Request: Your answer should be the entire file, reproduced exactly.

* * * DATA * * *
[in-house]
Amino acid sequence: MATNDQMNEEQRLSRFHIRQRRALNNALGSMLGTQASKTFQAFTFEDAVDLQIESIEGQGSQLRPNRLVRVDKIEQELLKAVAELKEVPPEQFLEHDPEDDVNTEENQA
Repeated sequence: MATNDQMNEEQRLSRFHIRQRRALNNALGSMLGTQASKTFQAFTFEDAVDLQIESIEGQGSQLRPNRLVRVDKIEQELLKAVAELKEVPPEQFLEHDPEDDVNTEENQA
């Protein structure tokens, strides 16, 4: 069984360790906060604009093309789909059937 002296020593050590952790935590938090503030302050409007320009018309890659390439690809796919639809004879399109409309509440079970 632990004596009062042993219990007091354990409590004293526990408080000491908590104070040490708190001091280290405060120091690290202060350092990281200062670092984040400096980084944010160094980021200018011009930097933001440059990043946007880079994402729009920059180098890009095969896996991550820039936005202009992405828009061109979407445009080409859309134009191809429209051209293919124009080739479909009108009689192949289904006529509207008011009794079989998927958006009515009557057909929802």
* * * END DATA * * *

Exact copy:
[in-house]
Amino acid sequence: MATNDQMNEEQRLSRFHIRQRRALNNALGSMLGTQASKTFQAFTFEDAVDLQIESIEGQGSQLRPNRLVRVDKIEQELLKAVAELKEVPPEQFLEHDPEDDVNTEENQA
Repeated sequence: MATNDQMNEEQRLSRFHIRQRRALNNALGSMLGTQASKTFQAFTFEDAVDLQIESIEGQGSQLRPNRLVRVDKIEQELLKAVAELKEVPPEQFLEHDPEDDVNTEENQA
């Protein structure tokens, strides 16, 4: 069984360790906060604009093309789909059937 002296020593050590952790935590938090503030302050409007320009018309890659390439690809796919639809004879399109409309509440079970 632990004596009062042993219990007091354990409590004293526990408080000491908590104070040490708190001091280290405060120091690290202060350092990281200062670092984040400096980084944010160094980021200018011009930097933001440059990043946007880079994402729009920059180098890009095969896996991550820039936005202009992405828009061109979407445009080409859309134009191809429209051209293919124009080739479909009108009689192949289904006529509207008011009794079989998927958006009515009557057909929802």